The difficulties in making travel plans with UC
Making travel plans with UC is always difficult. And I’ve been a little off this past week and a half, which is worrying as I’m planning a trip to Las Vegas for a bachelor party.
For some reason, I have the beginning lyrics of a Dusty Springfield song stuck in my head. I feel like it’s really all I can do at the moment.
Wishing and hoping and thinking and prayingwishin’ and hopin’, Dusty springfield
Informing my doctor of my symptoms
This time I was very good and notified my doctor even though my symptoms are very slight and there is no pain or urgency yet.
Yesterday I spent the day getting my blood drawn for labs and dropping off “specimens” to be analyzed. I have also caught a cold and have a sore throat. I’m desperately hoping that it’s gone by Thursday before my Remicade infusion. I won’t be able to have it done with a cold, as Remicade compromises the immune system.
I’ve been off Prednisone for two months and am ambivalent about where I am right now, especially because of the last two weeks.
Two weeks ago I was running or doing hot vinyasa yoga every day. My knees were beginning to hurt a lot from the running so I added yoga back into my routine and it was helping. Running is great for keeping my gut regular and yoga has always helped me manage pain and stress levels.
While everything was going great with my gut and fitness levels, the one downer from coming off the steroids was my face. For my whole life, I’ve had a clear complexion. But I noticed the first time I came off steroids I had a little rash around my mouth and nose. It disappeared quickly and I forgot about it.
But this time, after coming off the steroids, the rash didn’t disappear and I couldn’t forget about it. Whenever I worked out it would sting and get worse. Also, let’s face it…when you’ve never suffered from acne before, permanent red bumps tend to stress you out. Why is it there? When will it go away? It looks so bad!
Apparently, while most people get acne and rash problems while on Prednisone, I get them after I come off. I was prescribed multiple topical steroid creams for my seborrheic dermatitis but the dermatologist said that it was unlikely to go away without a round of antibiotics. I expressed my concerns about being on antibiotics to her and she said we could try to keep it a short round.
Increase in Bowel Movements and Gas
Two weeks ago I was already noticing some changes in my bowel movements and then I had Indian food and ate way too much. Overeating is still one of the worst things I can do to myself. I felt pretty horrible until late in the evening.
The next day my bowel movements were…explosive. But I thought it was just from eating too much Indian food. However, unfortunately, the symptoms continued throughout the week.
I have extremely bad gas that causes my stomach to be constantly cramping. If my arms rest on my stomach it feels like there is something in there, moving around like a snake. Instead of 1 or 2 large bowel movements per day with a “normal” looking stool, I now have 4 to 6 small bowel movements with type 6 or 7 stools.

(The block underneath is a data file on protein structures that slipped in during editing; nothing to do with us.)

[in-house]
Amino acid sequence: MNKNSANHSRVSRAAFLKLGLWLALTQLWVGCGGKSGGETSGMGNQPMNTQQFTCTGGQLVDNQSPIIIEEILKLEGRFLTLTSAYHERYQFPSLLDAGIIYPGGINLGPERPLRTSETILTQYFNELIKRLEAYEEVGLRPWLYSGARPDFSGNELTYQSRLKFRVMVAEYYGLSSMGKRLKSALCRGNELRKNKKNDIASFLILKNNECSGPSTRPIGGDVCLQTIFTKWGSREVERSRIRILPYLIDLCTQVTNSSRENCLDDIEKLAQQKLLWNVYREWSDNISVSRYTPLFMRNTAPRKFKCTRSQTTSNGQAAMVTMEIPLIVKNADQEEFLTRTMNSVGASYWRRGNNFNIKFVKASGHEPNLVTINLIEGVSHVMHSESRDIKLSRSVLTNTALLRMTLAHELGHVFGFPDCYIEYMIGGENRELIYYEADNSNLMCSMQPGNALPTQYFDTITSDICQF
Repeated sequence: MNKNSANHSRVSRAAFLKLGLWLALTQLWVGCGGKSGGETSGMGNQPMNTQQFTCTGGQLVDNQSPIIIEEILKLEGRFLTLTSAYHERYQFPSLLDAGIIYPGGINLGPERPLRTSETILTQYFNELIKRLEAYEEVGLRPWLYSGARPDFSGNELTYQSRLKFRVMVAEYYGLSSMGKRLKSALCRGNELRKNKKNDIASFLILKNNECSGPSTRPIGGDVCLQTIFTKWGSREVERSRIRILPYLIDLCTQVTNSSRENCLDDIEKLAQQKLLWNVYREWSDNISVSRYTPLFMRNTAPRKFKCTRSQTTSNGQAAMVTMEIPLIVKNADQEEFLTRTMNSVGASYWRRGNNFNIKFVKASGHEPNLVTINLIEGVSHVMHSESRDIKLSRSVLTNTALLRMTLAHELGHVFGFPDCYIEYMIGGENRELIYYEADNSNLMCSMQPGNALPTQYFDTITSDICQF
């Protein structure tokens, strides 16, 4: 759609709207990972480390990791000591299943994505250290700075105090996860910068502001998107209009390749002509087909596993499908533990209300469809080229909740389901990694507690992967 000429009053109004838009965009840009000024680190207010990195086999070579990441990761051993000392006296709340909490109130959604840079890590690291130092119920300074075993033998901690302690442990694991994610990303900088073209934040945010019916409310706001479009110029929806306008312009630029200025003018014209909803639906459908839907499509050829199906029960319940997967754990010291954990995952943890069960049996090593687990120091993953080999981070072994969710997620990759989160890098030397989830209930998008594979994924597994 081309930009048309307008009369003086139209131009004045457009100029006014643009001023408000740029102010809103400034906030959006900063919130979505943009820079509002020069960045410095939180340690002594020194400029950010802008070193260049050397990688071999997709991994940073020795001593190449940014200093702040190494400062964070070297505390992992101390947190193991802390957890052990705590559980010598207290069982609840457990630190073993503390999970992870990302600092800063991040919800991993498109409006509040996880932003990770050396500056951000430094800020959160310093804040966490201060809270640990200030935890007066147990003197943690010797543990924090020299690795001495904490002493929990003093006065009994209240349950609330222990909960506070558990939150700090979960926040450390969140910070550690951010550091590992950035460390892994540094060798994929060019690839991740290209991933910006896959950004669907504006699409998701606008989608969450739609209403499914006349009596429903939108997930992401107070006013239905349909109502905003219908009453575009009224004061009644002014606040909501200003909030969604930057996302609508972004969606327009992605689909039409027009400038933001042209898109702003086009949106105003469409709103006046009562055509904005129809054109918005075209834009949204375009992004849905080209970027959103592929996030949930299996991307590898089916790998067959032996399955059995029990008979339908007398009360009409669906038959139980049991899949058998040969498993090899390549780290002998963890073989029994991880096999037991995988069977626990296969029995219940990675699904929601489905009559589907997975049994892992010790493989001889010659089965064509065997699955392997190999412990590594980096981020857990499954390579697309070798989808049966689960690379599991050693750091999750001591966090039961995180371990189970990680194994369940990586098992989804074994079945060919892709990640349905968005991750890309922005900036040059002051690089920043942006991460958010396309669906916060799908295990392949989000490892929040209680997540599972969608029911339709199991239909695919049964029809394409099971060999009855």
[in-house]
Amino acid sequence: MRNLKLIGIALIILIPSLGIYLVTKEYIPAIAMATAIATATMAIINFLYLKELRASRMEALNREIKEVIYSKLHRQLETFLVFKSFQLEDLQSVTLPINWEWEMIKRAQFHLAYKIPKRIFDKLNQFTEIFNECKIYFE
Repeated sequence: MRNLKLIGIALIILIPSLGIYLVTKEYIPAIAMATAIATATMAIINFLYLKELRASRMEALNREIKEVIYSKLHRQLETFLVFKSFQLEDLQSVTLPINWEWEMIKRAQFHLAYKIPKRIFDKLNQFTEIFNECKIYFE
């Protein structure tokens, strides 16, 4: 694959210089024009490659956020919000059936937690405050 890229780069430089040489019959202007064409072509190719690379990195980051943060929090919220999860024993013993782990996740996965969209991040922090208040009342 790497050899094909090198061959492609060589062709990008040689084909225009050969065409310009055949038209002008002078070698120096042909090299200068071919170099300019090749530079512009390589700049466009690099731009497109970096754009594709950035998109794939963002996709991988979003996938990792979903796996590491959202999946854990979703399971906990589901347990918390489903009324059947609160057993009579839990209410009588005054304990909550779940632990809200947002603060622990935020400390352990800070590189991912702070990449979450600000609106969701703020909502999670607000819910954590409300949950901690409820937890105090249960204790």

Look up the Bristol stool chart if you don’t know what I mean. It has really helped me explain my bowel movements to doctors. I know this sounds gross (and it is) but it is one of the most vital ways for me to communicate the state of my disease.
Antibiotics and Probiotics
When I started the antibiotics I was eating my homemade yogurt, which has a lot of probiotics in it. But it ran out fairly quickly and then I didn’t make some again for a while. I just got caught up and maybe a little lazy. Then I started noticing I had more gas and my bowel movements were changing so I bought some probiotic pills to take. I finally made the yogurt again and am hoping it helps.
And now I have a cold. It’s a small one but I definitely want my Remicade infusion tomorrow. Because here’s the thing: I never want to be sick but I’m furious that I’ve been sick every fall since being diagnosed with UC.
Learning to manage your expectations, especially when making travel plans with UC, is hard.
And this is ultimately my least favorite thing about having a chronic disease. You begin to hope and feel you have overcome the obstacles of your illness.
You make plans and buy that unlimited yoga pass, commit to plans made with friends, or plan on trying new things and going new places.
I know this may sound negative but I still have a lot of hope and determination.
But I also have to constantly gauge my plans and expectations with what is going on with my body.
Vegas is still on. I am confident I can get my UC under control in time. But I do hope that I have the courage to not go if I really am not up to it. Lying to yourself and others is so easy to do.
My Whole UC Story
You can read my ulcerative colitis story in order or you can browse all my ulcerative colitis and health-related posts here: